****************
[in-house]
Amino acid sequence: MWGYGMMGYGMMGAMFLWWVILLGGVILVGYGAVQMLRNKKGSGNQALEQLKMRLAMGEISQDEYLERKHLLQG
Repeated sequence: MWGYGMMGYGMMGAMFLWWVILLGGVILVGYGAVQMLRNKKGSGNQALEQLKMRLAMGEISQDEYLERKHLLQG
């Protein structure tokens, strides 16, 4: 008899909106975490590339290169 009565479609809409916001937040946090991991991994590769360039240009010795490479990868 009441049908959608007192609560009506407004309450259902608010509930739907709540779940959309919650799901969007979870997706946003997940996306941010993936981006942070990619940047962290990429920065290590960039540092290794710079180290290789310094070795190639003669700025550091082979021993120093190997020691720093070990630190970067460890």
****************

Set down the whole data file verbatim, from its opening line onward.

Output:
[in-house]
Amino acid sequence: MWGYGMMGYGMMGAMFLWWVILLGGVILVGYGAVQMLRNKKGSGNQALEQLKMRLAMGEISQDEYLERKHLLQG
Repeated sequence: MWGYGMMGYGMMGAMFLWWVILLGGVILVGYGAVQMLRNKKGSGNQALEQLKMRLAMGEISQDEYLERKHLLQG
């Protein structure tokens, strides 16, 4: 008899909106975490590339290169 009565479609809409916001937040946090991991991994590769360039240009010795490479990868 009441049908959608007192609560009506407004309450259902608010509930739907709540779940959309919650799901969007979870997706946003997940996306941010993936981006942070990619940047962290990429920065290590960039540092290794710079180290290789310094070795190639003669700025550091082979021993120093190997020691720093070990630190970067460890």